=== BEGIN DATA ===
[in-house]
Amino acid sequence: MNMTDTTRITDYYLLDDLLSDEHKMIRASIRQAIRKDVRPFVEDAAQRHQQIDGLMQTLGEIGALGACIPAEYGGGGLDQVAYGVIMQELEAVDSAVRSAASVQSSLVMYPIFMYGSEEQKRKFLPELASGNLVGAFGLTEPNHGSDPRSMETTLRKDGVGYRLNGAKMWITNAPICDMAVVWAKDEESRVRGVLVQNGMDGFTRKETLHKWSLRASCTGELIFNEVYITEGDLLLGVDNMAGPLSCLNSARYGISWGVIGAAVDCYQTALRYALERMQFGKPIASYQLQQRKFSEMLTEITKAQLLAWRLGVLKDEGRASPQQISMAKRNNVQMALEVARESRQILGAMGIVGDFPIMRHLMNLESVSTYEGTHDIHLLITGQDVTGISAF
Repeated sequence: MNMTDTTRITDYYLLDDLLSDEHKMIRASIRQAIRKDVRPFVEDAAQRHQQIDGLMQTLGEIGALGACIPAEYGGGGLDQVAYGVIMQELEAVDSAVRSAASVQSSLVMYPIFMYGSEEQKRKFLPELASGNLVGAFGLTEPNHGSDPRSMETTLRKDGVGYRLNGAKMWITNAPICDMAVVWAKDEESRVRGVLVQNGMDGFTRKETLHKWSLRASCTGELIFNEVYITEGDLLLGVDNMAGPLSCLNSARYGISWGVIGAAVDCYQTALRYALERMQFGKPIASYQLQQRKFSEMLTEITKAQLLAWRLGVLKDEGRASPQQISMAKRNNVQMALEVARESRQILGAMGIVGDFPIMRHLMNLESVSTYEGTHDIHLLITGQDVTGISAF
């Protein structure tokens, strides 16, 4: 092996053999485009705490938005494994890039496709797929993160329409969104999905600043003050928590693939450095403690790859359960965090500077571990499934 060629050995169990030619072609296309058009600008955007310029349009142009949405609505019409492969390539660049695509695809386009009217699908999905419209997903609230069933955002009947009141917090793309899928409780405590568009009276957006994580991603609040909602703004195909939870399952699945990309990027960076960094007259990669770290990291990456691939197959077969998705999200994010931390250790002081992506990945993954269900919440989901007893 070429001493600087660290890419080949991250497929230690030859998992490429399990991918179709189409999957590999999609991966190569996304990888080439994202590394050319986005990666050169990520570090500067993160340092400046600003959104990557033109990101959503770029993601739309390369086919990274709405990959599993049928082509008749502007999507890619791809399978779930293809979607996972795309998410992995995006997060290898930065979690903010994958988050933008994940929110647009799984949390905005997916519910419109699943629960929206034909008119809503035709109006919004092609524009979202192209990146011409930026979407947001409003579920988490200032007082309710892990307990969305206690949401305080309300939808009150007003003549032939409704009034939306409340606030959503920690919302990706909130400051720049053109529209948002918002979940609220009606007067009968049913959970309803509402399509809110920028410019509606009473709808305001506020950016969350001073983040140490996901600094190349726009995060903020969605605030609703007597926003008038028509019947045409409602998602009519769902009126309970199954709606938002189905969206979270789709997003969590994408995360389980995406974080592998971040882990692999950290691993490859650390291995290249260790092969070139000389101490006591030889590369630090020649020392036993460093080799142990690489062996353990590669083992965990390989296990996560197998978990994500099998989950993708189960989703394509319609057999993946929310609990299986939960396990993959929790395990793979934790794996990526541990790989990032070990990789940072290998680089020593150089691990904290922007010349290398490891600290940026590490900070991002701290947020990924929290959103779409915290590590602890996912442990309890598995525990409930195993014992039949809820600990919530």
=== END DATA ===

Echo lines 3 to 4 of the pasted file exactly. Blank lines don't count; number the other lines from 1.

Repeated sequence: MNMTDTTRITDYYLLDDLLSDEHKMIRASIRQAIRKDVRPFVEDAAQRHQQIDGLMQTLGEIGALGACIPAEYGGGGLDQVAYGVIMQELEAVDSAVRSAASVQSSLVMYPIFMYGSEEQKRKFLPELASGNLVGAFGLTEPNHGSDPRSMETTLRKDGVGYRLNGAKMWITNAPICDMAVVWAKDEESRVRGVLVQNGMDGFTRKETLHKWSLRASCTGELIFNEVYITEGDLLLGVDNMAGPLSCLNSARYGISWGVIGAAVDCYQTALRYALERMQFGKPIASYQLQQRKFSEMLTEITKAQLLAWRLGVLKDEGRASPQQISMAKRNNVQMALEVARESRQILGAMGIVGDFPIMRHLMNLESVSTYEGTHDIHLLITGQDVTGISAF
């Protein structure tokens, strides 16, 4: 092996053999485009705490938005494994890039496709797929993160329409969104999905600043003050928590693939450095403690790859359960965090500077571990499934 060629050995169990030619072609296309058009600008955007310029349009142009949405609505019409492969390539660049695509695809386009009217699908999905419209997903609230069933955002009947009141917090793309899928409780405590568009009276957006994580991603609040909602703004195909939870399952699945990309990027960076960094007259990669770290990291990456691939197959077969998705999200994010931390250790002081992506990945993954269900919440989901007893 070429001493600087660290890419080949991250497929230690030859998992490429399990991918179709189409999957590999999609991966190569996304990888080439994202590394050319986005990666050169990520570090500067993160340092400046600003959104990557033109990101959503770029993601739309390369086919990274709405990959599993049928082509008749502007999507890619791809399978779930293809979607996972795309998410992995995006997060290898930065979690903010994958988050933008994940929110647009799984949390905005997916519910419109699943629960929206034909008119809503035709109006919004092609524009979202192209990146011409930026979407947001409003579920988490200032007082309710892990307990969305206690949401305080309300939808009150007003003549032939409704009034939306409340606030959503920690919302990706909130400051720049053109529209948002918002979940609220009606007067009968049913959970309803509402399509809110920028410019509606009473709808305001506020950016969350001073983040140490996901600094190349726009995060903020969605605030609703007597926003008038028509019947045409409602998602009519769902009126309970199954709606938002189905969206979270789709997003969590994408995360389980995406974080592998971040882990692999950290691993490859650390291995290249260790092969070139000389101490006591030889590369630090020649020392036993460093080799142990690489062996353990590669083992965990390989296990996560197998978990994500099998989950993708189960989703394509319609057999993946929310609990299986939960396990993959929790395990793979934790794996990526541990790989990032070990990789940072290998680089020593150089691990904290922007010349290398490891600290940026590490900070991002701290947020990924929290959103779409915290590590602890996912442990309890598995525990409930195993014992039949809820600990919530």